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AF Working Range ... aperture

Erick Boileau , Jun 13, 2004; 01:10 p.m.

I am a bit lost in specifications

for PowerShot G5 Maximum Aperture : f/2.0 ? 8.0 (W), f/3.0 ? 8.0 (T)

is it the same than ? >>>

for EOS DIGITAL REBEL AF Working Range : EV 0.5 -18 (at ISO 100)

or is it equivalent to >>> f/0.5 ? 18 ??

thank you


Mark Ci , Jun 13, 2004; 01:29 p.m.

I have no idea what you've posted for the Powershot. Looks like meaningless gibberish.

A full specification for a lighting level includes an EV value plus an ISO. Sometimes the ISO is assumed to be ISO 100 and omitted.

Since a faster lens gathers more light, you need to include this as well as EV/ISO. So a full specification for AF sensitivity would be something like EV 1 @ISO 100 (f/1.4).

Mark Ci , Jun 13, 2004; 01:33 p.m.

Lower EV values imply less light and so greater sensitivity, by the way. But only if the ISO and f/ values are the same (which they often are: 100 and f/1.4 seem fairly standard).

Erick Boileau , Jun 13, 2004; 01:37 p.m.

then certainly for powershot G5 the meaning is EV 2 -8 (at ISO 100)

means that you can open/close from 2 to 8 for powershot G5 and for the Rebel from 0.5 to 18 .. right ?

thank you

Mark Ci , Jun 13, 2004; 02:02 p.m.

Well, looking at the G5 spec sheet, those numbers are simply the speed of the lens. At the wide setting the lens is an f/2-f/8. At the telephoto setting it's an f/3 to f/8. Which is a little weird, but whatever. Doesn't have anything to do with AF sensitivity, about which nothing is said.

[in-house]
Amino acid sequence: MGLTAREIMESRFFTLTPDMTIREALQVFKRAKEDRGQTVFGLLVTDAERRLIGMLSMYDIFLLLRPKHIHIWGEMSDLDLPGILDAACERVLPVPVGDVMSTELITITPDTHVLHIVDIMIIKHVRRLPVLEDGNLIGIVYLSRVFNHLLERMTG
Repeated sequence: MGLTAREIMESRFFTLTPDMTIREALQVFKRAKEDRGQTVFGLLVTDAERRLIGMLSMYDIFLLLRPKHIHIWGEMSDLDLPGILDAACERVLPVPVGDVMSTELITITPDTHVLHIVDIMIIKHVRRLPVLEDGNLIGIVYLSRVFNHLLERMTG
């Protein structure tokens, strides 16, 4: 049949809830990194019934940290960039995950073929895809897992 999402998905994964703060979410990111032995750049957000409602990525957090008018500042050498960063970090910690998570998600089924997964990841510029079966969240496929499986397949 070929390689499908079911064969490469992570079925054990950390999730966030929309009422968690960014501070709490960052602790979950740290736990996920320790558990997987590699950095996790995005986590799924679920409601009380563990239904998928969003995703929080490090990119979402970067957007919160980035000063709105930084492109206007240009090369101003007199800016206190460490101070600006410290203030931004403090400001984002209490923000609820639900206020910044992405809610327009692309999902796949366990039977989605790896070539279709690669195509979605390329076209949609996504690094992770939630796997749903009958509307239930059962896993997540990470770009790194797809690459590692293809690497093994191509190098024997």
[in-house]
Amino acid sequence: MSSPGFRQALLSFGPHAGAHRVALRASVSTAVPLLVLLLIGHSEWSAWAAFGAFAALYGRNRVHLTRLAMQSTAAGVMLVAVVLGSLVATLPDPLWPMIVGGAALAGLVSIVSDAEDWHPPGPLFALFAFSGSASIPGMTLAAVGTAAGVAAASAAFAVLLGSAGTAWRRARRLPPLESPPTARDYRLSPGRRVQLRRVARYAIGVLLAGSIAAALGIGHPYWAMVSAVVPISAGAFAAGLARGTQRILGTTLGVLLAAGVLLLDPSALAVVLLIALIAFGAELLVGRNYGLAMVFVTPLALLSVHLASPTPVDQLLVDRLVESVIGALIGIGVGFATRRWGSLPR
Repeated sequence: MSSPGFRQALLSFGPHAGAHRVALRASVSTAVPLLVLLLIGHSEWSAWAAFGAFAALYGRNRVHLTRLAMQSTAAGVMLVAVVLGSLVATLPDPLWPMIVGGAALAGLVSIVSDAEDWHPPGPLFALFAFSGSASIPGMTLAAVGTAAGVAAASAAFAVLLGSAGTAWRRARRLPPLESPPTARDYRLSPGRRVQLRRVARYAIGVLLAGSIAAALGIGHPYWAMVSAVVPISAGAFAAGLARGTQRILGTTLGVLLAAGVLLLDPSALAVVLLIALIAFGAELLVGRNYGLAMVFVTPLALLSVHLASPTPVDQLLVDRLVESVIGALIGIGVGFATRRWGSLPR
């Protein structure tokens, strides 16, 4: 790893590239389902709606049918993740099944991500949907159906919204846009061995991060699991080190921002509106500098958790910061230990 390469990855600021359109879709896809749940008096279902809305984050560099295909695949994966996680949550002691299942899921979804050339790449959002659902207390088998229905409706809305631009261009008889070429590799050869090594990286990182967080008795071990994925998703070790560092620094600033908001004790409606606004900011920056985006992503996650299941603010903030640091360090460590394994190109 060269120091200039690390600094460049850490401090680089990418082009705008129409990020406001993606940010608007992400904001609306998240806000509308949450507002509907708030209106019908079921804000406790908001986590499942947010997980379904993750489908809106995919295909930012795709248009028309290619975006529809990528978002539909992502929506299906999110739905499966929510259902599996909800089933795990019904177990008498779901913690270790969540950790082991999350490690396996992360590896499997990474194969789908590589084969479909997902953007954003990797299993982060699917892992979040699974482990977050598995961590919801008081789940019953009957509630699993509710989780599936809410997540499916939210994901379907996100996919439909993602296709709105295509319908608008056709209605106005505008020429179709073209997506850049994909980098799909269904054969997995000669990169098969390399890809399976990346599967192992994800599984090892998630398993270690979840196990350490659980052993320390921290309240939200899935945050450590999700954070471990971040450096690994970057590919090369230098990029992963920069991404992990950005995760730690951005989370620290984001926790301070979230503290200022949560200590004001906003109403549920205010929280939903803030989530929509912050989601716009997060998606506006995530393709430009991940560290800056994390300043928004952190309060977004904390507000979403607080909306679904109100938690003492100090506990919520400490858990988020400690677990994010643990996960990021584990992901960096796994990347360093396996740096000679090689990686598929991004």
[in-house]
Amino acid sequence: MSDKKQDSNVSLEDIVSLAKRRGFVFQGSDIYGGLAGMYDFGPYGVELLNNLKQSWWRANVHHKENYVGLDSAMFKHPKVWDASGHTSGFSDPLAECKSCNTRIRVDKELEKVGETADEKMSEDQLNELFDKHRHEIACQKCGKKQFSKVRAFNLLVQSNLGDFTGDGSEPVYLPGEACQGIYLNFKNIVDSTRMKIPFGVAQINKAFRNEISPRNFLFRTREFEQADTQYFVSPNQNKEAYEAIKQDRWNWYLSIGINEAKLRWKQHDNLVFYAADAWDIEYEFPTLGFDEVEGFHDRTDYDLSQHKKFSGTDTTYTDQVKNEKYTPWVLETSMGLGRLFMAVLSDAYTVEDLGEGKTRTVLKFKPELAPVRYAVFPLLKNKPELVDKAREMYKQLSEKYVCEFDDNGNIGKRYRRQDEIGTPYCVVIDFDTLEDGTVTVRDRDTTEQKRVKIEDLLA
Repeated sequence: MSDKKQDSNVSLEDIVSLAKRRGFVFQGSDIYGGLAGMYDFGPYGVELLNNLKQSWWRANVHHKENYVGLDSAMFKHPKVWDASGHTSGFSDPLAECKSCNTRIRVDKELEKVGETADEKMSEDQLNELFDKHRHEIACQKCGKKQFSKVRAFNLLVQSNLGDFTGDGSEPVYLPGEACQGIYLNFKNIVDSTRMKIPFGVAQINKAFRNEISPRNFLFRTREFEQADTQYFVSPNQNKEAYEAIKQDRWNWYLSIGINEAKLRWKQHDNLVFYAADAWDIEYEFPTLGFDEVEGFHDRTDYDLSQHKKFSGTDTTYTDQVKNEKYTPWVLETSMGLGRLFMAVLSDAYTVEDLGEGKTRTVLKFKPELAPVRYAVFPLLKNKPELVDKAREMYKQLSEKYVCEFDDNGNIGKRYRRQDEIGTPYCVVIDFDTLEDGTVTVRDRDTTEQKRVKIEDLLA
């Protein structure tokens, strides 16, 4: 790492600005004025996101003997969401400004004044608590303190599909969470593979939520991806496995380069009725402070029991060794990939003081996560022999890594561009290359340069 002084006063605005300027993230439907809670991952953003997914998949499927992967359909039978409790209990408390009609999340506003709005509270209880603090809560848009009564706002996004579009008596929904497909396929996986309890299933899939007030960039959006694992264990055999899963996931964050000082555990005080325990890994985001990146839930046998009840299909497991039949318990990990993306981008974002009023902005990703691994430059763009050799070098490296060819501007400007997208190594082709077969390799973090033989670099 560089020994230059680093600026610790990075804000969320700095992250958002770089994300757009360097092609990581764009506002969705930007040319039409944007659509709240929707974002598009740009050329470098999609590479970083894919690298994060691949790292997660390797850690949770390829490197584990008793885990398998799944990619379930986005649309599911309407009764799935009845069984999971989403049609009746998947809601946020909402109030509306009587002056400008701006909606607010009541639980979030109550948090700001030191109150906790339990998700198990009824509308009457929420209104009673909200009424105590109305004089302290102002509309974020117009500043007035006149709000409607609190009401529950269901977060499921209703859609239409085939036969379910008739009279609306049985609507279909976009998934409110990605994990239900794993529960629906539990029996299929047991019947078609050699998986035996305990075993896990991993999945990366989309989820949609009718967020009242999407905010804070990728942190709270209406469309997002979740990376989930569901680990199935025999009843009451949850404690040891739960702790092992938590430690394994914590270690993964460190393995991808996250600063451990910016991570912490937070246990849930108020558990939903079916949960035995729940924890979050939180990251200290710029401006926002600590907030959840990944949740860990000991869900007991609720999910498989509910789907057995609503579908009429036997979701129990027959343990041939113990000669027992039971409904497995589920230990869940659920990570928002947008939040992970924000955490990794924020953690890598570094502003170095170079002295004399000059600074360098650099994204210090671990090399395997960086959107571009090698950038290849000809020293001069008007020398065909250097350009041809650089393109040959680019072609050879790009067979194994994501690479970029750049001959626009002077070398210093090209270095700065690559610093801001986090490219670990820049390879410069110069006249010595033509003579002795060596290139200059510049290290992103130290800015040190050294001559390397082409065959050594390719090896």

NK Guy , Jun 13, 2004; 02:05 p.m.

I think you're a bit confused with the terminology, actually. The maximum aperture values for the PowerShot camera refer to the largest lens aperture available to you. The larger the lens aperture the more light the lens lets in. The built-in lens has a variable largest lens aperture which depends on the focal length setting (wide or telephoto) of the lens.

On the other hand, autofocus working range refers to the light levels at which the camera's autofocus mechanism can work. This working range is measured in EV at ISO 100, or exposure value.

The Digital Rebel does not have a built-in lens. It has interchangeable lenses, though it typically ships in a kit with an EF-S 18-55 lens. Since it hasn't got a built-in lens there's no point specifying the maximum aperture for the camera - you have to specify the maximum aperture for the lens attached to the camera.

So what are you interested in? The maximum aperture of a camera or lens? Or the ability to autofocus at low light levels? They are different things.

http://photonotes.org/ articles/beginner-faq/

Jean-Baptiste Queru , Jun 13, 2004; 03:42 p.m.

The former is a specification for the lens (the f/2.0 - f/3.0 part matches the f/3.5-4.5 part of an SLR lens specification like 28-105mm f/3.5-4.5).

The latter is actually only a partial specification, lacking an aperture specification (typically measured with a 50/1.4). It means that with a 50/1.4 the auto-focus will work in a dark street (EV 0.5 at ISO 100, i.e. LV 0.5 is a dark street) all the way to a snow landscape in the sun (EV 18 at ISO 100, i.e. LV 18, is a slightly shiny white object in sunlight). With a slower lens (like an f/5.6) or with filters the camera will need more light to auto-focus, in this case LV 4.5, which is a fairly brightly lit street.

Erick Boileau , Jun 14, 2004; 01:55 a.m.

thanks to everybody

I was just reading in canon website the specification of this 2 cameras to try to understand the (big) difference , but the 2 pages are nearly in another technical language

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